Wyoming more prepared for health emergencies, still below national average


By Chrissy Suttles

Wyoming Tribune Eagle

Via Wyoming News Exchange

CHEYENNE — Wyoming is more prepared to address health emergencies than it was in 2013, according to a report released Wednesday, but the state still has work to do.

The 2019 National Health Security Preparedness Index, funded by the Robert Wood Johnson Foundation, found Wyoming has gradually improved in several scoring categories, earning a 6.2 out of 10, compared to the nationwide score of 6.7.

The report is an assessment of each state’s ability to manage community health emergencies following the spread of infectious diseases, terrorism and extreme weather conditions. Researchers use secondary data from state, local and national sources to develop the scores.

Wyoming fell below the national average for the sixth consecutive year.

The state improved most along the Index’s Community Planning and Engagement category. This is how well government agencies, community organizations and individual households work together during a crisis. Still, it’s Wyoming lowest health security level.

“We look at things like cross-sector and community collaboration for this,” said Anna Hoover, assistant professor at the University of Kentucky College of Public Health and deputy director of the index program. “We might look at what percentage of the state is served by a comprehensive public health system, how many pediatricians there are per capita, or what percentage of children live within 50 miles of a pediatric trauma center.”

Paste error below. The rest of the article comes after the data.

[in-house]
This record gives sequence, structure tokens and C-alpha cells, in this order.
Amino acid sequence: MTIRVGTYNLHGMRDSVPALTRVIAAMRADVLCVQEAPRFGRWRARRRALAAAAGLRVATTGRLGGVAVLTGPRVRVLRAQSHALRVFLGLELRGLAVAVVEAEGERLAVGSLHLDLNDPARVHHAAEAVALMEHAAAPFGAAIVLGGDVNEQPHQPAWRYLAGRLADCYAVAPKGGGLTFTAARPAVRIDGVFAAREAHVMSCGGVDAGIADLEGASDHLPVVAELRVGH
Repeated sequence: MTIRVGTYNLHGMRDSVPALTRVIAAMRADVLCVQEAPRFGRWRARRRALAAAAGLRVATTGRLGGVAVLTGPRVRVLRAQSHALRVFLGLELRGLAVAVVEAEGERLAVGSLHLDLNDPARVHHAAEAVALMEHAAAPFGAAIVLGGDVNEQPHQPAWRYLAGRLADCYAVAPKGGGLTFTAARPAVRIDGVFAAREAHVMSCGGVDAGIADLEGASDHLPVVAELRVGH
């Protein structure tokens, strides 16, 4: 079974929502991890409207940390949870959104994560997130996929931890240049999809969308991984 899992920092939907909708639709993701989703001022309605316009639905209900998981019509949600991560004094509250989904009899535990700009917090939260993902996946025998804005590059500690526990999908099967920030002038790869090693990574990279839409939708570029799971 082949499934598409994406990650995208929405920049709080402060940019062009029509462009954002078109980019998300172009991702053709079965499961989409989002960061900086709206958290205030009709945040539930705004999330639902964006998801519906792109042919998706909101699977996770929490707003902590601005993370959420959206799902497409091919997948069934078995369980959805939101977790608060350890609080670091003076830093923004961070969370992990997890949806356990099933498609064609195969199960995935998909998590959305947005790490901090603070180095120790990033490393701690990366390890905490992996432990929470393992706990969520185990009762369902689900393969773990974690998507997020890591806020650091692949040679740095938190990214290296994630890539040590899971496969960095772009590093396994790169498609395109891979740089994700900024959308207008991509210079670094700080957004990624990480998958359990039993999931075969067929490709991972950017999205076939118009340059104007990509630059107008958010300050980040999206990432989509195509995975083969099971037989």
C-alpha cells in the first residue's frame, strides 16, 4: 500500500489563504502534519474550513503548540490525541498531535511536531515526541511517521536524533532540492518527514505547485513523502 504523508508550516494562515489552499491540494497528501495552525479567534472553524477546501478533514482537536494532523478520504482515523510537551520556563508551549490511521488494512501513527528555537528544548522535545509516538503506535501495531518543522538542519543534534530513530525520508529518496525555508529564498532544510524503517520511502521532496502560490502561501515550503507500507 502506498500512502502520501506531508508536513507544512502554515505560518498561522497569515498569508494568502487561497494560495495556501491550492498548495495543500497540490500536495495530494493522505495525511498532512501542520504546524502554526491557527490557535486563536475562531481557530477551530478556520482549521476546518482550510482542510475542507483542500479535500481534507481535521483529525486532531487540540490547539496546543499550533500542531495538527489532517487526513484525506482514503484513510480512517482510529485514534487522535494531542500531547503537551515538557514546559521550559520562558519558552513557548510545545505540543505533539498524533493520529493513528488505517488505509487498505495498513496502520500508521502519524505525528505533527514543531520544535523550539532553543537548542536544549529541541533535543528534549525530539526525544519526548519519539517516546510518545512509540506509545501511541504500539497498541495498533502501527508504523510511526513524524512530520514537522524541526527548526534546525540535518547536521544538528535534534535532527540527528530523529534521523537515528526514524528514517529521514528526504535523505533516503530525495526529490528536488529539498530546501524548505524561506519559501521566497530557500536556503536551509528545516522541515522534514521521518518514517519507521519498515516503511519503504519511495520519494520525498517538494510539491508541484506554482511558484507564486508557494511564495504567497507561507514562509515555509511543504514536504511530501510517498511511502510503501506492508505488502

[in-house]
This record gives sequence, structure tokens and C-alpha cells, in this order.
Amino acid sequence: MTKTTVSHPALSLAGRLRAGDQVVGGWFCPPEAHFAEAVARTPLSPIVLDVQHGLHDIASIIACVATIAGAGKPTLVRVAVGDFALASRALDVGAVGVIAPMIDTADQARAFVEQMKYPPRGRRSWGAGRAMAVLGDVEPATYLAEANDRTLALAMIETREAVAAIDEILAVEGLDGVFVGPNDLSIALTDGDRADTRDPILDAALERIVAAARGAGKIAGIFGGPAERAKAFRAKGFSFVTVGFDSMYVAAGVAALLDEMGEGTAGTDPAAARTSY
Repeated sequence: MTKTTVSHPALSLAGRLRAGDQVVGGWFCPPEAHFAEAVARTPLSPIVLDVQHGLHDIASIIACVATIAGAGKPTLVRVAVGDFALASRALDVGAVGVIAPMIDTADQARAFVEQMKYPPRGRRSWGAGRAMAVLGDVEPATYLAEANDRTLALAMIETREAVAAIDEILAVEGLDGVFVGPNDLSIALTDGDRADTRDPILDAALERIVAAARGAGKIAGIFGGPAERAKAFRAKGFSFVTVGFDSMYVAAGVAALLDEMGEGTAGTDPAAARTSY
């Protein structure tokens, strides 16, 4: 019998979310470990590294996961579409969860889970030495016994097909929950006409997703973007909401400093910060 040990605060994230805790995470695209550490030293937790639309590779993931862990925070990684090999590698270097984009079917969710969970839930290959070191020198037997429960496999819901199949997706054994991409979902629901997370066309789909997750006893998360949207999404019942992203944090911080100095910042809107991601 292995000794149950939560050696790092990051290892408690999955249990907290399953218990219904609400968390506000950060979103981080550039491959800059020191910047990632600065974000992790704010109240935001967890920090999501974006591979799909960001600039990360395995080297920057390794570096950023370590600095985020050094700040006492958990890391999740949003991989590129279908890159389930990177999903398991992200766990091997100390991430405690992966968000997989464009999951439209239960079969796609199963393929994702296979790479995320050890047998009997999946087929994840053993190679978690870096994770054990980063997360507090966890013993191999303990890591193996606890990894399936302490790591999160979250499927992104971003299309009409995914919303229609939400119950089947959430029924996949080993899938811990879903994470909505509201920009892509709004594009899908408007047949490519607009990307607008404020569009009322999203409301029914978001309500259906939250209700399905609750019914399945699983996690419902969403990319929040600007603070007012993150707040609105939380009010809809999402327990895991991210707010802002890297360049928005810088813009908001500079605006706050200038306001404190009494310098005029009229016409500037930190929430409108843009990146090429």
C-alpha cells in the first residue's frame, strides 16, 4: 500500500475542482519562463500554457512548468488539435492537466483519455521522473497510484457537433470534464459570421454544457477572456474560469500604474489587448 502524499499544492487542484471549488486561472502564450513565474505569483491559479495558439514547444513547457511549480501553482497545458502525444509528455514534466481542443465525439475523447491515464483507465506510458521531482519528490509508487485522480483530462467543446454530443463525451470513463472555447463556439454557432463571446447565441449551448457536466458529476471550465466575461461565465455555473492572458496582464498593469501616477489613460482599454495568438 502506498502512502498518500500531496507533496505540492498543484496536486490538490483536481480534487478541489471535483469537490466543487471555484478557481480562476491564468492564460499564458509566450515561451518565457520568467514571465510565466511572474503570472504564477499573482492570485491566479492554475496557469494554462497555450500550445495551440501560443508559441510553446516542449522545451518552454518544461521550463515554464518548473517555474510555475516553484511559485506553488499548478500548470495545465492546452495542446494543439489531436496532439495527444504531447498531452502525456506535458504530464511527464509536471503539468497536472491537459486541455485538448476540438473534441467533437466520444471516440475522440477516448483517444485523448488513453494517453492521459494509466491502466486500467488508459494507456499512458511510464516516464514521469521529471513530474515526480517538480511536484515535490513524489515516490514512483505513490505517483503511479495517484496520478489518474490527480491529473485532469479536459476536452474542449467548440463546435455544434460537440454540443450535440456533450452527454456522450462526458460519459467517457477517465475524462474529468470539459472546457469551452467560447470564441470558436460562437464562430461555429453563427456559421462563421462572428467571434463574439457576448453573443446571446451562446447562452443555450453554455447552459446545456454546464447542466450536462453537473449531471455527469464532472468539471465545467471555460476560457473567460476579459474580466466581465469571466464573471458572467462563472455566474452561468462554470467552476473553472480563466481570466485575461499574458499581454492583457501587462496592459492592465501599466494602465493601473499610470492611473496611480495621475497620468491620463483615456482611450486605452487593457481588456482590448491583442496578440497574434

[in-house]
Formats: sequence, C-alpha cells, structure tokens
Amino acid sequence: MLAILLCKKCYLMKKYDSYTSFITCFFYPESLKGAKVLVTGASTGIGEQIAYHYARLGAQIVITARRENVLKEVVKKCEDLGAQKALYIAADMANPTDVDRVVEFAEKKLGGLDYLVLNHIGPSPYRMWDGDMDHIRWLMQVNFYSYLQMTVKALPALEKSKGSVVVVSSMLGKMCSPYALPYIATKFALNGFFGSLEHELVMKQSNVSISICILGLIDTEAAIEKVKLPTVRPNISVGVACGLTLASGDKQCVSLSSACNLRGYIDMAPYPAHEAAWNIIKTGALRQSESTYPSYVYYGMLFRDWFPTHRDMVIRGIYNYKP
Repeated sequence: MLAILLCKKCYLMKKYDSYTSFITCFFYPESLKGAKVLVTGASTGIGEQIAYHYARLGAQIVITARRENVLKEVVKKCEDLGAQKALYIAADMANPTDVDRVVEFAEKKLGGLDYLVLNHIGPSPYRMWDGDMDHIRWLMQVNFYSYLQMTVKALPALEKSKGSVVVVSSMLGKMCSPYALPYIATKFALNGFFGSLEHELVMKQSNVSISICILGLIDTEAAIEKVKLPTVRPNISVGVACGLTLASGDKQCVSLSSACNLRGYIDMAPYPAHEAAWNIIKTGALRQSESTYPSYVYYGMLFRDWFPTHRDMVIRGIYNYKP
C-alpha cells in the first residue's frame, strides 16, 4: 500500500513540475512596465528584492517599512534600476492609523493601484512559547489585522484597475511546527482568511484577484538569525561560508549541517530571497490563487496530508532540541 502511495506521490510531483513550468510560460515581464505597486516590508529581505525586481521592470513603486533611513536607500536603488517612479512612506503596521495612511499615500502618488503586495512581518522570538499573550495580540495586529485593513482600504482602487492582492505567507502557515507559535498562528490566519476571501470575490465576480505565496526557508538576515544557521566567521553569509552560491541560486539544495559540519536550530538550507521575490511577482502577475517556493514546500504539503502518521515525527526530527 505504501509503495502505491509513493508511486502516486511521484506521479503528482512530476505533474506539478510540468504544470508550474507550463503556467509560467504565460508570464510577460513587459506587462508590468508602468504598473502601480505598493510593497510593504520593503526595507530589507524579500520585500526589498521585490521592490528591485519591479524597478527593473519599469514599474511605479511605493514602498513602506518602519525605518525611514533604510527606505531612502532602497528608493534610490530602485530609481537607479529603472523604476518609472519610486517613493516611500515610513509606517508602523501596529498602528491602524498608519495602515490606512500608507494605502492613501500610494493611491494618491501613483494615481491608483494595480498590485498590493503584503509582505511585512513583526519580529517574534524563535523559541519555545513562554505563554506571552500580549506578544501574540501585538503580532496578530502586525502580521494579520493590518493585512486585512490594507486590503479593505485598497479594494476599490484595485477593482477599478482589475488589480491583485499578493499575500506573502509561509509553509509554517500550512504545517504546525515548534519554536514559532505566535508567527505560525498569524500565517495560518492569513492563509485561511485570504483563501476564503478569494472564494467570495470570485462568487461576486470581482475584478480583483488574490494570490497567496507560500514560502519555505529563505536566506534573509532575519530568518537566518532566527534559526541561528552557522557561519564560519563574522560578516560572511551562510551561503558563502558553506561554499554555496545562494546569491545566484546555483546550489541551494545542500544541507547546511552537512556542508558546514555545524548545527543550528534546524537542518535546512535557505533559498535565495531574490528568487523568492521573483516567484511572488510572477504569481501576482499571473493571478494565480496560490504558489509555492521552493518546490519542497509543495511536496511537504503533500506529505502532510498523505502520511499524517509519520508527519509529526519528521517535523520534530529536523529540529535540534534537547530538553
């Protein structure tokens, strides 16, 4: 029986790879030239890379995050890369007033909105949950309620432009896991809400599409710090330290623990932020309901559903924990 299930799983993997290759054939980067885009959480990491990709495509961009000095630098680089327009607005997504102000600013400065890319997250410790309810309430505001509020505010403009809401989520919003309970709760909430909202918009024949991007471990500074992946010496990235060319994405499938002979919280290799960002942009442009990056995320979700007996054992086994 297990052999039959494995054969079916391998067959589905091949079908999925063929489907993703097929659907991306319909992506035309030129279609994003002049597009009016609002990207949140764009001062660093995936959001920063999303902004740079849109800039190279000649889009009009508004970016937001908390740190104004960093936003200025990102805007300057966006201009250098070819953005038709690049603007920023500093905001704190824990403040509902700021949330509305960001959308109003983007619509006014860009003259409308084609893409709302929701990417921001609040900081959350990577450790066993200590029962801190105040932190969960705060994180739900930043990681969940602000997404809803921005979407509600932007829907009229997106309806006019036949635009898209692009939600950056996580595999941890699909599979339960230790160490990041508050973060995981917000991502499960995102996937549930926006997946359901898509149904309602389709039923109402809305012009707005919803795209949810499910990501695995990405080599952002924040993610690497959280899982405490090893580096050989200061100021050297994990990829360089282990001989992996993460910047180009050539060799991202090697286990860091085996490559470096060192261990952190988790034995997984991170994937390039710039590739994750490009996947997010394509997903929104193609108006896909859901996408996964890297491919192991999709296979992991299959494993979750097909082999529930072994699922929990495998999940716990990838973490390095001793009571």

The report cites three years of data from the National Longitudinal Survey of Public Health Systems to reveal less than 40% of Wyoming’s population is served by a “comprehensive” public health system. It also found just 16.2% of children lived within 50 miles of a pediatric trauma center from 2012-17, including out-of-state centers.

Hoover said rural states like Wyoming are often at a disadvantage because resources are fewer and the population is more dispersed. But some states with large population centers still fell below the national average for other reasons.

Wyoming scored highest in its ability to deploy people, supplies, money and information to the right places. Researchers said all local health departments in the state have an emergency preparedness coordinator.

Kim Deti, spokeswoman for the Wyoming Department of Health, said just some of these measures fall within the agency’s purview.

“There is nothing in this report that should be considered a cause for general concern about Wyoming’s ability to be prepared for potential health-related emergencies,” she said. “We believe we have done well with our specific planning, which has been approved with high ratings from the federal Centers for Disease Control and Prevention.”

Deti said officials recognize the health challenges facing Wyoming’s low, rural and aging population. This includes emergency response times and in-state availability of certain types of health-care providers.

“National groups that do these kinds of reports can use a variety of measures, and they aren’t always consistent or accurate,” she said. “Sometimes, they get things wrong, such as saying that our Wyoming Public Health Laboratory does not have a Laboratory Information Management System. We do, and have had that for years.”

Hoover agrees that while researchers work diligently to ensure their information is accurate, the collection of secondary data always leaves room for error.

“I would suggest states use this index as a tool to think about how prepared we are to deal with large-scale health threats.” she said. “Thinking about your state’s risk portfolio and looking at the gaps can only benefit communities.”